Monthly Archives: August 2013

Using summer fruit to make food art

If you miss my previous posts on food art, you can see them here, here and here. I’ve been taking enough photos of our growing food art collection to share a few more with you today.

Grape stems are a great medium for food art. Here are a few masterpieces we came up with:

The grape and bean dog

Food art: grape and bean dog

Food art: grape and bean dog

The happy grape man

Food art: happy grape man

Food art: happy grape man

The run-for-your-life grape man

Food art: run for your life grape man

Food art: run for your life grape man

If you go to Olive Garden, you can make Batman out of one of their breadsticks.

Food art: Batman with Olive Garden breadstick

Food art: Batman with Olive Garden breadstick

Hey, Mama, what’s for dinner? Fishsticks. Check!

Food art: fishstick check mark

Food art: fishstick check mark

We found this awesome Yoda watermelon head at a birthday party we went to. If you know a Star Wars fan, you should try it.

Food art: Yoda head made with watermelon

Food art: Yoda head made with watermelon

Finally, I found this photo online the other day and thought it’d be a great addition to this food art post. For this last food art creation, I present you nature’s masterpiece: the duckmato.

Food art: duckmato

Food art: duckmato

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WWW Wednesdays – August 28, 2013

WWW Wednesdays

Wow, can you believe it’s been four weeks since my last WWW Wednesdays update? I have no idea what happened to this summer, but it seems to have flown by. I still managed to do some reading in the past few weeks, probably not as much as I like to. The books I’ve read were great, so I can’t complain. The kids have been pretty happy with their picks too.

Echo Burning by Lee ChildMy bookshelf

– What I’m currently reading
Echo Burning by Lee Child, the #5 book in the Jack Reacher series. I started with book #1 earlier this year and I only enjoy learning about Jack Reacher’s character even more with every book. He’s quite an interesting guy, that’s for sure! 

– What I recently finished reading
Wonder by R.J. Palacio
Wonder by R.J. Palacio. What a wonderful book on not just physical differences but life in middle school – you know, that age when you’re not a kid anymore, but not a teenager yet. August’s extreme facial deformities and his first year of not being homeschooled are described from several points of view. I usually don’t enjoy books with different POVs but it didn’t bother me here, as the narrators tend to pick up the story where the previous narrator left off, while adding some insight on their relationship with Auggie. I think what I liked best about this book is how genuine and realistic every character’s behavior was, not too tame, not too extreme. Warning: I had to use a few tissues at the end of this book, but it filled me with hope and happiness. A must read for everyone  probably age 9 and over.

Heartburn by Nora Ephron. A very entertaining novel on the breaking up of a marriage that seemed doomed – or very happy, depending on how you see it – from the beginning. Although the story’s events are nothing to laugh about, Nora Ephron made me smile or laugh out loud at every chapter. It was hard for me to understand why the main character Rachel didn’t walk away from her cheating husband many years before and this short book felt a little too long in my opinion, but the funny ending made up for the wait.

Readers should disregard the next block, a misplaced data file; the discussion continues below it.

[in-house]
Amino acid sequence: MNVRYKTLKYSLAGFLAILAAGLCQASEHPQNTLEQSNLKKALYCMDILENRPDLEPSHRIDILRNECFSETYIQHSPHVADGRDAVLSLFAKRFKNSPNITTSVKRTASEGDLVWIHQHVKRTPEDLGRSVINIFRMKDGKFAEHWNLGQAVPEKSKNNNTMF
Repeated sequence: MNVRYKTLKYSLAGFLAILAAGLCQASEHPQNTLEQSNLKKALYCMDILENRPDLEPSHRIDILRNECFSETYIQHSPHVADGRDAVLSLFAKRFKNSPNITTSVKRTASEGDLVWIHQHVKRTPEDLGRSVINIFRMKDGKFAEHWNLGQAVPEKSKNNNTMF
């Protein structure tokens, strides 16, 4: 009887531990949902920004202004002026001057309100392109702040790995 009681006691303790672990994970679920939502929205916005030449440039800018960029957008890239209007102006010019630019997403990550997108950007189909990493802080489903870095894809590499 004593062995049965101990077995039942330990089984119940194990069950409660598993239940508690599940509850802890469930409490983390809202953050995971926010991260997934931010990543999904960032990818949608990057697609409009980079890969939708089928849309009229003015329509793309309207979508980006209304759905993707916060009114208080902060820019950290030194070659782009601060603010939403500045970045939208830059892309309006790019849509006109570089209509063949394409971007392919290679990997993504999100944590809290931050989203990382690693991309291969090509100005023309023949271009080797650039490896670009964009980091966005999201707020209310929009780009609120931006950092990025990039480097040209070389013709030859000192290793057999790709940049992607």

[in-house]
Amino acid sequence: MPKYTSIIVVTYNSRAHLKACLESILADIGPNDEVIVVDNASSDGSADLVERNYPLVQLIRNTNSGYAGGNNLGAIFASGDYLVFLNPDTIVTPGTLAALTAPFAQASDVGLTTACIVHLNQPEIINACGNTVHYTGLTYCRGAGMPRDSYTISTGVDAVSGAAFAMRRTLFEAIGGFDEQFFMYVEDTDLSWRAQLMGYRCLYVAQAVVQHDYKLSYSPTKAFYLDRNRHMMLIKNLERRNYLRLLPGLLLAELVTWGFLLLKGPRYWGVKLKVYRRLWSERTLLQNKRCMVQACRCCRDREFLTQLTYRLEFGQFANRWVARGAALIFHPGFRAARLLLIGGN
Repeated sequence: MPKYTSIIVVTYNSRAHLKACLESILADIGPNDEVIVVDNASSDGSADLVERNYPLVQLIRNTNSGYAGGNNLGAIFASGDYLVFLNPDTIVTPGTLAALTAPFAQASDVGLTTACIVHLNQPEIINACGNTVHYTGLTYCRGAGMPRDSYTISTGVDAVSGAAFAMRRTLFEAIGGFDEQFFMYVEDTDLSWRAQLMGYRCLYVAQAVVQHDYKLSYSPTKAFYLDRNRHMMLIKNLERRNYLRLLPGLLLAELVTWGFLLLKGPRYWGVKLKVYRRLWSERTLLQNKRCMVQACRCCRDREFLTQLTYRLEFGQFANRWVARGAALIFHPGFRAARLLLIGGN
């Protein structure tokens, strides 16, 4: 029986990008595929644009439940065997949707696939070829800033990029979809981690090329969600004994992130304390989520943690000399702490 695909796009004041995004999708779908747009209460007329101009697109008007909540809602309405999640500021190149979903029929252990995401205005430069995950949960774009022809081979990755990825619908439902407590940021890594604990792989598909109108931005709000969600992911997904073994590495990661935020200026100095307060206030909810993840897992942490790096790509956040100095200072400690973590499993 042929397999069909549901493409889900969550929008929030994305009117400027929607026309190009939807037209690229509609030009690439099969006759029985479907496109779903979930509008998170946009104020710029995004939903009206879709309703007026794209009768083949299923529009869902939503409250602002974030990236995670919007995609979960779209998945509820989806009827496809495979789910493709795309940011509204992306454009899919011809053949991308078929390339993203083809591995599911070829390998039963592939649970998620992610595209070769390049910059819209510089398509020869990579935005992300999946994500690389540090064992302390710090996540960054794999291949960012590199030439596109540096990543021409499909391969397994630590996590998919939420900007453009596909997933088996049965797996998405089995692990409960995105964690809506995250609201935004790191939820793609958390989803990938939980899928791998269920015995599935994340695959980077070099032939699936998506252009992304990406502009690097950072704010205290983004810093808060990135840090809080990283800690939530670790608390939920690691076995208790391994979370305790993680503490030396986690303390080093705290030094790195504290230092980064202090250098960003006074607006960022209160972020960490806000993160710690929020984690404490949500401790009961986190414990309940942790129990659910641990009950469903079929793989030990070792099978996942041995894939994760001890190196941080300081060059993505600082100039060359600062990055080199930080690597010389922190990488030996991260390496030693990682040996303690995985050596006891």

Reliquary by Douglas Preston and Lincoln Child, the sequel to the Relic thriller. Another great thriller from Preston & Child and an interesting follow-up to Relic, even though you don’t have to read Relic to understand this story. It’s probably not a book to read late at night though. The gruesome details will keep you up and the suspense will make you want to read the next chapter. I guess that’s what good books do to you.

– What I think I’ll read next
Cross My Heart, Hope to Die by Sara Shepard, the fifth book in The Lying Game series. There will probably be another five books after this one before I find out who the real killer is, but at this point, reading this series is more of a guilty pleasure, especially since it’s an easy read.

My kids’ bookshelf

What they’re currently reading
In the Trees, Honey Bees by Lori MortensenIn the Trees, Honey Bees by Lori Mortensen. A super cool book on bees, with very short, rhyming phrases on every page, as well as a short blub on the life of bees on the opposite page. My kids really like this book and we’ve learned quite a few things about bees. The detailed illustrations are beautiful and very helpful in understanding more about bees.
19 Girls and Me by Darcy Pattison. John Hercules is worried about being the only boy in his kindergarten class, especially since his older brother keeps teasing him he’s going to turn into a “sissy”. But once John gets the girls to join him on his wild imaginary play at recess, he has a great time. What will his brother say though, as he sees him surrounded with girls at play? This is a great book to show how girls and boys can play together and all bring their personal ideas to make the play even better.

 – What they recently finished reading
Diary of a Wimpy Kid by Jeff KinneyThe Diary of A Wimpy Kid series by Jeff Kinney. My oldest just turned seven and recently finished reading book #7 of Diary of a Wimpy Kid. He’s read every book in the series before this one several times and seems to really enjoy the stories. The only thing that bugs me  is that this series describes life in middle school but it’s written in such an easy format that my son could read these in first grade (OK, he’s reading way beyond his grade level, but still). It seems few books out there cater to the young but advanced readers. The books he likes to read deal with issues he won’t get to experience for several years and he may not have the maturity to understand them all. If you know of some great books that are challenging but appropriate for a seven-year old, please let me know. He’s read plenty already, but I’m sure there are some we don’t know about.